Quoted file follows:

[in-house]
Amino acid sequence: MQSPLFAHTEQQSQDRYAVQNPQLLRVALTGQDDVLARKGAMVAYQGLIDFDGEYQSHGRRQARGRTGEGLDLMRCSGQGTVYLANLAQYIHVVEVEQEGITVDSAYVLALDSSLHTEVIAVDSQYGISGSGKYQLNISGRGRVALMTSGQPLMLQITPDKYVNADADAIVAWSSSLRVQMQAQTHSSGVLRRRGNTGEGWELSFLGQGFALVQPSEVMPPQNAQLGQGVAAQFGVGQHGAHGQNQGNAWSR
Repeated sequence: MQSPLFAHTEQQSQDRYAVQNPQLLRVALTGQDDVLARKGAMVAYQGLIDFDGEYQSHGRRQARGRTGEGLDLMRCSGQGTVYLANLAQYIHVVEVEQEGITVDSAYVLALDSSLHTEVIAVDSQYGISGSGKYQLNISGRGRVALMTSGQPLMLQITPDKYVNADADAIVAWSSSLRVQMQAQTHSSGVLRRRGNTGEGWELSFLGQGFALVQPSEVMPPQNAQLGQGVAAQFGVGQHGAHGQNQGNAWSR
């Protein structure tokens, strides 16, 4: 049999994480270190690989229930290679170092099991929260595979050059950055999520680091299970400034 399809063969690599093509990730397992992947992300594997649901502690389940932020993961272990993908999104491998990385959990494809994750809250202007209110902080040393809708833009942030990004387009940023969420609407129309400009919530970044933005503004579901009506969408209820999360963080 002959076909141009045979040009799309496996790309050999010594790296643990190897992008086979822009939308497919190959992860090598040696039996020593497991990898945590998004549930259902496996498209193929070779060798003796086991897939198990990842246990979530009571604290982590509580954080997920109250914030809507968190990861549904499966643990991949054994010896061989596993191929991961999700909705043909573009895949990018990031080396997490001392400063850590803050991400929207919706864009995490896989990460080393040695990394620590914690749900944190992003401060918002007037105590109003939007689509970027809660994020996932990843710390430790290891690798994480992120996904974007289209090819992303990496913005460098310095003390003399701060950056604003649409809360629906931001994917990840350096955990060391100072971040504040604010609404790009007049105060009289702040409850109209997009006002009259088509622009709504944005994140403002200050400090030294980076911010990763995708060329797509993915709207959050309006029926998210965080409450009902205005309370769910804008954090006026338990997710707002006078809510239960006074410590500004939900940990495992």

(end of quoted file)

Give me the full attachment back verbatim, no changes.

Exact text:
[in-house]
Amino acid sequence: MQSPLFAHTEQQSQDRYAVQNPQLLRVALTGQDDVLARKGAMVAYQGLIDFDGEYQSHGRRQARGRTGEGLDLMRCSGQGTVYLANLAQYIHVVEVEQEGITVDSAYVLALDSSLHTEVIAVDSQYGISGSGKYQLNISGRGRVALMTSGQPLMLQITPDKYVNADADAIVAWSSSLRVQMQAQTHSSGVLRRRGNTGEGWELSFLGQGFALVQPSEVMPPQNAQLGQGVAAQFGVGQHGAHGQNQGNAWSR
Repeated sequence: MQSPLFAHTEQQSQDRYAVQNPQLLRVALTGQDDVLARKGAMVAYQGLIDFDGEYQSHGRRQARGRTGEGLDLMRCSGQGTVYLANLAQYIHVVEVEQEGITVDSAYVLALDSSLHTEVIAVDSQYGISGSGKYQLNISGRGRVALMTSGQPLMLQITPDKYVNADADAIVAWSSSLRVQMQAQTHSSGVLRRRGNTGEGWELSFLGQGFALVQPSEVMPPQNAQLGQGVAAQFGVGQHGAHGQNQGNAWSR
């Protein structure tokens, strides 16, 4: 049999994480270190690989229930290679170092099991929260595979050059950055999520680091299970400034 399809063969690599093509990730397992992947992300594997649901502690389940932020993961272990993908999104491998990385959990494809994750809250202007209110902080040393809708833009942030990004387009940023969420609407129309400009919530970044933005503004579901009506969408209820999360963080 002959076909141009045979040009799309496996790309050999010594790296643990190897992008086979822009939308497919190959992860090598040696039996020593497991990898945590998004549930259902496996498209193929070779060798003796086991897939198990990842246990979530009571604290982590509580954080997920109250914030809507968190990861549904499966643990991949054994010896061989596993191929991961999700909705043909573009895949990018990031080396997490001392400063850590803050991400929207919706864009995490896989990460080393040695990394620590914690749900944190992003401060918002007037105590109003939007689509970027809660994020996932990843710390430790290891690798994480992120996904974007289209090819992303990496913005460098310095003390003399701060950056604003649409809360629906931001994917990840350096955990060391100072971040504040604010609404790009007049105060009289702040409850109209997009006002009259088509622009709504944005994140403002200050400090030294980076911010990763995708060329797509993915709207959050309006029926998210965080409450009902205005309370769910804008954090006026338990997710707002006078809510239960006074410590500004939900940990495992």